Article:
My experience as an Outreach Volunteer

    We first met Chris when he was sleeping rough and needed help from us. After volunteering with us as an Outreach Volunteer in our Bournemouth & Poole Service, he now works full time for St Mungo’s.

    Chris has gone from strength to strength, and we wanted to share his story below.

    “As I was a client of St. Mungo’s, I used the pathways they provide to become a volunteer in the Outreach team in the Bournemouth & Poole branch. As soon as I got back on my feet, I wanted to give something back to St. Mungo’s as a thank you for all the support they have given me.

    As Outreach Volunteers, we start in the early mornings. Firstly, we will pick up and answer phone messages and any referrals from StreetLink, then we will hit the streets to search for people who are sleeping rough.

    Some days can be quiet and you won’t see any people, other days you might be in contact with 10 rough sleepers. No day is the same on the Outreach team. After we’ve been on the streets, we go back to the office and type up our notes from the shift onto our database system, Opal.

    I believe that as a volunteer with lived experience of rough sleeping, my experience has helped the Outreach team by giving them knowledge into how rough sleepers interact with the general public and authorities. I feel that my role also has a positive impact on the staff’s sense of self worth. It’s an intense and emotional job and it can feel like there are a lot of failures. However, there are also many successes and when that does happen, I try and shout about them, so that they know that they’re doing a stellar job.

    The initial challenge as an Outreach Volunteer is the engagement with the people we meet on the street because some of them might have trust issues with authorities. Another challenge is encouraging the clients into getting the help that they need. I empathise with this since I had my own trust issues when I was on the streets.

    One time I was on a winter shift with the Outreach team, it was freezing cold, and we were trying to contact a man who had buried himself deeply into a shelter he had built himself. He wasn’t engaging with us. We carried on for a while, buying him coffees and trying to chat to him, but to no avail. He had said to us ‘go away, nobody cares.’ This is when I stepped in and told him that I understood his feelings and I then said ‘…but it’s 4 o’clock in the morning, it’s freezing cold and I’m a volunteer, of course I care otherwise I wouldn’t be here! All we want is to just do a welfare check. So, please just show us your face, tell us who you are, and tell us that you’re ok.’ After I said this, he finally trusted us and allowed us to do a welfare check which almost brought a tear to my eye! This experience will stick with me forever.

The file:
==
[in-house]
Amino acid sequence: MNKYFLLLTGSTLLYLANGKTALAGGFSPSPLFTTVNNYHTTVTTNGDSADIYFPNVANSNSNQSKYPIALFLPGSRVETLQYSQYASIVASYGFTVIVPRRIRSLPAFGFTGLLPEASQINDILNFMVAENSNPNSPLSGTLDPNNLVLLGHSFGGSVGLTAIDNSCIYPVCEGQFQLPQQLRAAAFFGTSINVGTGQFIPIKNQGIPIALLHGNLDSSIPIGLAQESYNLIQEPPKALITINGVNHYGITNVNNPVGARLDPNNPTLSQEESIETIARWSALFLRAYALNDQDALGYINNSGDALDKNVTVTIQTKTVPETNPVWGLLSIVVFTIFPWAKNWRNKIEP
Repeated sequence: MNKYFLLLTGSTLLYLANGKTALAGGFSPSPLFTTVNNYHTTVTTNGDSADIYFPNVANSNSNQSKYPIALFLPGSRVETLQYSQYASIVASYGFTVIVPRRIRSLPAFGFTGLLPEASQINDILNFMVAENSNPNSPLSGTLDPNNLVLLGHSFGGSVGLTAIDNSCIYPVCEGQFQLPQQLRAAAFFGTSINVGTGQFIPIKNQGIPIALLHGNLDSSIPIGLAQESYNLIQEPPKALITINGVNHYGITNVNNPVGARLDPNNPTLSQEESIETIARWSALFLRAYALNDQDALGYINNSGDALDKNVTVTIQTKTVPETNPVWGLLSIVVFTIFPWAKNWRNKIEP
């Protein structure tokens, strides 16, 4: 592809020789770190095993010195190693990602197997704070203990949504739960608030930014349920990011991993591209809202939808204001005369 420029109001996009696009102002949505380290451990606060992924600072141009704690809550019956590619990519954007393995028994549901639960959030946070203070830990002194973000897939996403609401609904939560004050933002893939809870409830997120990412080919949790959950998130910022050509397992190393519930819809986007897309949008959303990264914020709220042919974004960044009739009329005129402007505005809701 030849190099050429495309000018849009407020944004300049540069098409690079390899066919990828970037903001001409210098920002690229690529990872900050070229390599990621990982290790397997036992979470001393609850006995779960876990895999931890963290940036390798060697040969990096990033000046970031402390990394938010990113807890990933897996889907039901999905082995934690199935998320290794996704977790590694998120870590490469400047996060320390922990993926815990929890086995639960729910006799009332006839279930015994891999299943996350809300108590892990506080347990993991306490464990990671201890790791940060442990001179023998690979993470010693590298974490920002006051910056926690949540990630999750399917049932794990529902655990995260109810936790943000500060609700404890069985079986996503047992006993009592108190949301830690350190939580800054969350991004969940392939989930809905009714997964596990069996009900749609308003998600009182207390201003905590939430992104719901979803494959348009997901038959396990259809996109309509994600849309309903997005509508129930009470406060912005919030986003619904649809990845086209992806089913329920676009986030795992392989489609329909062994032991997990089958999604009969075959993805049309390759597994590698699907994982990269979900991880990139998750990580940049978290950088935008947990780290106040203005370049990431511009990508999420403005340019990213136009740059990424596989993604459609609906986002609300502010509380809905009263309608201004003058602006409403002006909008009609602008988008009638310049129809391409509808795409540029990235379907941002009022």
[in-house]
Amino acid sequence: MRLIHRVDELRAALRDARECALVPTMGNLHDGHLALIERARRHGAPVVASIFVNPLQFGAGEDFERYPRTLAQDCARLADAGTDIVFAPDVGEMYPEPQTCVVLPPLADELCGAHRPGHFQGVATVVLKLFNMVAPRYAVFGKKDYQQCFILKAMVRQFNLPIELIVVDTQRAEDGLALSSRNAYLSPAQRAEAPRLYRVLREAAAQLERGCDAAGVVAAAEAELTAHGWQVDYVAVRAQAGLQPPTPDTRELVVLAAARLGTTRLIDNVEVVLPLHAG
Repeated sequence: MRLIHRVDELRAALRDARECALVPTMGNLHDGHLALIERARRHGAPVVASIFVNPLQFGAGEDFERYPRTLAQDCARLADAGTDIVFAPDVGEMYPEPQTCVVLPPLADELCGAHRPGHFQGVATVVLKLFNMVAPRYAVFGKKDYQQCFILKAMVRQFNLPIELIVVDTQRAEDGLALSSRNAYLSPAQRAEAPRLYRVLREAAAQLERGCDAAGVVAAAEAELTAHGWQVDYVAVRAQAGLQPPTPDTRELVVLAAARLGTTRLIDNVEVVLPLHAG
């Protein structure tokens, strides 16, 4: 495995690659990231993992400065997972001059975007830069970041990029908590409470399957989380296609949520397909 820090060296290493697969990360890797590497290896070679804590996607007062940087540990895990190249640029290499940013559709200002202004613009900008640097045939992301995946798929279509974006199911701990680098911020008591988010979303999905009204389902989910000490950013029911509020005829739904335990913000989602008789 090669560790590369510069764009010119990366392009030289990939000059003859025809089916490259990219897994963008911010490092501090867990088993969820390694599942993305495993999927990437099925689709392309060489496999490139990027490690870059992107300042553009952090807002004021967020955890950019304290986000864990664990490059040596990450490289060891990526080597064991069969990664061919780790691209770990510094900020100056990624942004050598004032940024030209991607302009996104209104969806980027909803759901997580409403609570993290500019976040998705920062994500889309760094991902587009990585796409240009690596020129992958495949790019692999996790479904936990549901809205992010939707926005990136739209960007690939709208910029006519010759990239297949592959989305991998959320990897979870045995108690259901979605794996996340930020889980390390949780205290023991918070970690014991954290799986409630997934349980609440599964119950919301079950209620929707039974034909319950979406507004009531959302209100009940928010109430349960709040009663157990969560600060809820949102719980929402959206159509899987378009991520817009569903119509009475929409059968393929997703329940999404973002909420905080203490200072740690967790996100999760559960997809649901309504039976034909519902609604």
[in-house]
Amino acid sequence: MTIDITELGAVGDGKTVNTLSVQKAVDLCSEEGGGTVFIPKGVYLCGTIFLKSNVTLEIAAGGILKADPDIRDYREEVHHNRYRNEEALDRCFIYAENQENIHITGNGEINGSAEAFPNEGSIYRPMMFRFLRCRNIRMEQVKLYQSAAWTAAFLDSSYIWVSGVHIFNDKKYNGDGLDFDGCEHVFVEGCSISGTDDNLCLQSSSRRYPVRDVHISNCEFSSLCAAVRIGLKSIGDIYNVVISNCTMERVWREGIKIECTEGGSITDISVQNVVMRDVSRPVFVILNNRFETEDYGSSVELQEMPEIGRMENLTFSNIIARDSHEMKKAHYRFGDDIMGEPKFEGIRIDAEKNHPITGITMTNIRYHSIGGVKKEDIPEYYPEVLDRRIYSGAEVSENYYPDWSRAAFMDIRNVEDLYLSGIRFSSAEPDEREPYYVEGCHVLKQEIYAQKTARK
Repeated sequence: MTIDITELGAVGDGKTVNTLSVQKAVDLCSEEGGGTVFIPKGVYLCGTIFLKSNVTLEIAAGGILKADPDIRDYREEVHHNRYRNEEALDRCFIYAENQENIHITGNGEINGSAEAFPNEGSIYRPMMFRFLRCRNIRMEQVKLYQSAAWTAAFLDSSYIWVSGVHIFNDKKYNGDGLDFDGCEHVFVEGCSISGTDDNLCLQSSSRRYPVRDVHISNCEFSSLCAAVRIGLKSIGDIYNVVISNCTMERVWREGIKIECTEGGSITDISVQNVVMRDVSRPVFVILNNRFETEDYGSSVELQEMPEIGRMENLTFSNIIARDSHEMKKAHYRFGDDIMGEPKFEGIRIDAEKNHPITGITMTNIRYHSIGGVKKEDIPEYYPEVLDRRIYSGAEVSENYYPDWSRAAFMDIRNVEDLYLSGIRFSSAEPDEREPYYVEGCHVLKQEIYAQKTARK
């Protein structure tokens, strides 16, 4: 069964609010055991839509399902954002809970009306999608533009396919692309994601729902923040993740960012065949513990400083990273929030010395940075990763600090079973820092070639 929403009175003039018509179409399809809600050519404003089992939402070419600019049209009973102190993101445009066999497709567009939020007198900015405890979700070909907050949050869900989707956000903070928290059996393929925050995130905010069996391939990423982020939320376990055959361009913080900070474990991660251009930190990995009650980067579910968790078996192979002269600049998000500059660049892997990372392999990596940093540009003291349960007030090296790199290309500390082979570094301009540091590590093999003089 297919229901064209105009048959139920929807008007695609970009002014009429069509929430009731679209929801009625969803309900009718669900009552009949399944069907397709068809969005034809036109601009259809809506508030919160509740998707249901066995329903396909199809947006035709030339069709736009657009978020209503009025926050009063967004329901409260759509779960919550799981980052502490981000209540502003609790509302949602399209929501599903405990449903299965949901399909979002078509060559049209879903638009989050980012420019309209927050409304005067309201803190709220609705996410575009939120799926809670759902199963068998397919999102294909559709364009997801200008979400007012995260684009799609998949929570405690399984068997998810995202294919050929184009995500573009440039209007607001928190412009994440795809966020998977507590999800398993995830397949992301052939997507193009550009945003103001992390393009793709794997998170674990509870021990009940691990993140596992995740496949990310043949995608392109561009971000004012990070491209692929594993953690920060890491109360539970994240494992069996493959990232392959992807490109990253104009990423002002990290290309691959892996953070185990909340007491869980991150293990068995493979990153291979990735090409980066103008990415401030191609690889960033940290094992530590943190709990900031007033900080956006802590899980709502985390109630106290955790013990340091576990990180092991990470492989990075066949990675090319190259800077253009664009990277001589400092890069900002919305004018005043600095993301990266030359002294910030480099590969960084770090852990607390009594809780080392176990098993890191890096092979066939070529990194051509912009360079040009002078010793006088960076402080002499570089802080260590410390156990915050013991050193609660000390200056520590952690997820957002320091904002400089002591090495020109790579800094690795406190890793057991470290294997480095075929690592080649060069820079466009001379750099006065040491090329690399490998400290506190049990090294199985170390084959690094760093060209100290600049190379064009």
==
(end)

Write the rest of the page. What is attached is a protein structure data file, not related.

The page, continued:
The rewards of the Outreach Volunteer role are seeing that I have helped someone in some way take their first steps out of homelessness. When I first find somebody, they think there’s no hope, but we take them on to other St. Mungo’s services and we give them that little bit of hope to start rebuilding their lives. That’s the only reward I need.

    This volunteer role has massively improved my sense of self-worth and has given me purpose…so much so that I applied for a full time Outreach role, and I got it!

    I have felt supported by the whole of St Mungo’s 100%. I can be shy in some ways, but they have made me feel so welcomed and comfortable in the office.

    The volunteer services team have supported me through everything and have always been there to answer any questions, even if it’s as simple as asking which button I press! I’m also impressed by all of the courses and training that St. Mungo’s provide for their volunteers.

    If you want to volunteer you need to be open minded, and be prepared for failure (you can’t help the world!). Don’t beat yourself up about it and don’t take things personally – a lot of people sleeping rough have a bad history with authorities and may have trust issues.

    My advice for those currently supported by St Mungo’s looking to volunteer is firstly, make sure you can take on this responsibility and make sure you’re putting yourself first. If you’re only just at the beginning of your pathway, I don’t think volunteering is for you…yet! Keep working on yourself and your surroundings first and when you’re firmly on your feet, sign up to volunteer.

    My dream was to become a full-time Outreach Worker for St. Mungo’s…and I got it! So, my hopes for the future, is to be the best ground level outreach worker I can be. If there are 10 levels of being an Outreach Worker, I want to be 11.”

    Psychotherapy student, Ari* shares their experience of completing a clinical placement with St Mungo’s Psychotherapy service, LifeWorks

    Why did you apply for a placement with St Mungo’s?